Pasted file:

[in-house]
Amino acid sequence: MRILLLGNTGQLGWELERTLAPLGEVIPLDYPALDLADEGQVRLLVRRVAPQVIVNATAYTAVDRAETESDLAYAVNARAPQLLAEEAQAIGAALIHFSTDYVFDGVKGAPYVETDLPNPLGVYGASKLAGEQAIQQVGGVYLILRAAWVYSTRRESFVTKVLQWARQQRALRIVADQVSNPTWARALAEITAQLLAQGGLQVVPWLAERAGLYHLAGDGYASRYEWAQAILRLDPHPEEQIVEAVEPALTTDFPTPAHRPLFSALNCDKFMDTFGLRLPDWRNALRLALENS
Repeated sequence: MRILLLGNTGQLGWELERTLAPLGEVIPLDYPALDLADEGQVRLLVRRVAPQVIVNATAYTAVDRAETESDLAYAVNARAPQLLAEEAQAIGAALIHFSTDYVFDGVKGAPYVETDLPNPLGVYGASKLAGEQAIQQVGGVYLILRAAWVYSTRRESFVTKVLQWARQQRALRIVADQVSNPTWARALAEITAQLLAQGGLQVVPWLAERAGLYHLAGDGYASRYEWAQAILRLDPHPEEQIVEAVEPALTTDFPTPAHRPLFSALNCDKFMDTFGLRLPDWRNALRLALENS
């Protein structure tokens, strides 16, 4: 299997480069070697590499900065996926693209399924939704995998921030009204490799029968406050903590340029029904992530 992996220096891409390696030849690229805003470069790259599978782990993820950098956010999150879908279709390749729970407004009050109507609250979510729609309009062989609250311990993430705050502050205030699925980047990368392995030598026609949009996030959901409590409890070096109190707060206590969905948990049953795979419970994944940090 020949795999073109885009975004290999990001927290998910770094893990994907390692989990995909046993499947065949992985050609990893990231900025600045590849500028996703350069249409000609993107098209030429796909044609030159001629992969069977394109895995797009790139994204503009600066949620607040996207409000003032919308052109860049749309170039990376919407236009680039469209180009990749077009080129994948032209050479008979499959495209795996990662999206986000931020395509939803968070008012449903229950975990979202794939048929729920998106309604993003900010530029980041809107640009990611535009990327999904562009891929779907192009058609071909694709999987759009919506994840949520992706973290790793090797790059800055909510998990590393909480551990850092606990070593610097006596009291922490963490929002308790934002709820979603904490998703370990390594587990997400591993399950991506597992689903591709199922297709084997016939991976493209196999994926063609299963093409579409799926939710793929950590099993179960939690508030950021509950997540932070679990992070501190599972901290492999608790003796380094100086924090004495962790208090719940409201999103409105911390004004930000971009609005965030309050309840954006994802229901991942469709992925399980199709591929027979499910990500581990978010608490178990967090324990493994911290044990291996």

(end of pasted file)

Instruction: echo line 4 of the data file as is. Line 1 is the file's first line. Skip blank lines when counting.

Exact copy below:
């Protein structure tokens, strides 16, 4: 299997480069070697590499900065996926693209399924939704995998921030009204490799029968406050903590340029029904992530 992996220096891409390696030849690229805003470069790259599978782990993820950098956010999150879908279709390749729970407004009050109507609250979510729609309009062989609250311990993430705050502050205030699925980047990368392995030598026609949009996030959901409590409890070096109190707060206590969905948990049953795979419970994944940090 020949795999073109885009975004290999990001927290998910770094893990994907390692989990995909046993499947065949992985050609990893990231900025600045590849500028996703350069249409000609993107098209030429796909044609030159001629992969069977394109895995797009790139994204503009600066949620607040996207409000003032919308052109860049749309170039990376919407236009680039469209180009990749077009080129994948032209050479008979499959495209795996990662999206986000931020395509939803968070008012449903229950975990979202794939048929729920998106309604993003900010530029980041809107640009990611535009990327999904562009891929779907192009058609071909694709999987759009919506994840949520992706973290790793090797790059800055909510998990590393909480551990850092606990070593610097006596009291922490963490929002308790934002709820979603904490998703370990390594587990997400591993399950991506597992689903591709199922297709084997016939991976493209196999994926063609299963093409579409799926939710793929950590099993179960939690508030950021509950997540932070679990992070501190599972901290492999608790003796380094100086924090004495962790208090719940409201999103409105911390004004930000971009609005965030309050309840954006994802229901991942469709992925399980199709591929027979499910990500581990978010608490178990967090324990493994911290044990291996």